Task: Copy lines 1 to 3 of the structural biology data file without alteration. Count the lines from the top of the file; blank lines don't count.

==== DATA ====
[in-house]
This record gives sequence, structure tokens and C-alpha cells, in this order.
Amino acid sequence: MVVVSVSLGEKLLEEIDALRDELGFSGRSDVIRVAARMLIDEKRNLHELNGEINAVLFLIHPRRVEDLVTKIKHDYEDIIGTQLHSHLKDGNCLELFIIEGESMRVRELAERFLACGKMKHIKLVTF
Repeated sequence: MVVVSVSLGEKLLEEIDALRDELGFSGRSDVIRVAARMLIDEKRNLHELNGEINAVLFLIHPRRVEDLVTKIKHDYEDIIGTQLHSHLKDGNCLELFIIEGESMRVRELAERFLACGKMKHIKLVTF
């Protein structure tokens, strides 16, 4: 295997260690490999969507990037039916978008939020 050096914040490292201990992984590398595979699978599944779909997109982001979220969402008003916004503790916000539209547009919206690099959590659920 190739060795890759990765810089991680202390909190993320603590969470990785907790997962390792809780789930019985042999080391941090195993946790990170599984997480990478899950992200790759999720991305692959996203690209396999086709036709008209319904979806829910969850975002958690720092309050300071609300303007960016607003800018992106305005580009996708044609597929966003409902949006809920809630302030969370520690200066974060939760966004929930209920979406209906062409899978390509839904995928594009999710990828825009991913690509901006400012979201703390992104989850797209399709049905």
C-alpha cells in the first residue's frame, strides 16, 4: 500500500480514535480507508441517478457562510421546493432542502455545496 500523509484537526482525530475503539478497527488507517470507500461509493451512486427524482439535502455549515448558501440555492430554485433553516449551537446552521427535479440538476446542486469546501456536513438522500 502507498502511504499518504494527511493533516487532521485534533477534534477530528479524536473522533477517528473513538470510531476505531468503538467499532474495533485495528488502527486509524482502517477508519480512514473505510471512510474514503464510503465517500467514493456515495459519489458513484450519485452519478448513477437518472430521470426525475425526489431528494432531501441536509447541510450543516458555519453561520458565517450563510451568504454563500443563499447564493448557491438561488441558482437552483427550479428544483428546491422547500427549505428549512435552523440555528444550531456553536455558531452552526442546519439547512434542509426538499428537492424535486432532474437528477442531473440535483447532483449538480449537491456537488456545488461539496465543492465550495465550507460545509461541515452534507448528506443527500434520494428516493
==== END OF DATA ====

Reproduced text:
[in-house]
This record gives sequence, structure tokens and C-alpha cells, in this order.
Amino acid sequence: MVVVSVSLGEKLLEEIDALRDELGFSGRSDVIRVAARMLIDEKRNLHELNGEINAVLFLIHPRRVEDLVTKIKHDYEDIIGTQLHSHLKDGNCLELFIIEGESMRVRELAERFLACGKMKHIKLVTF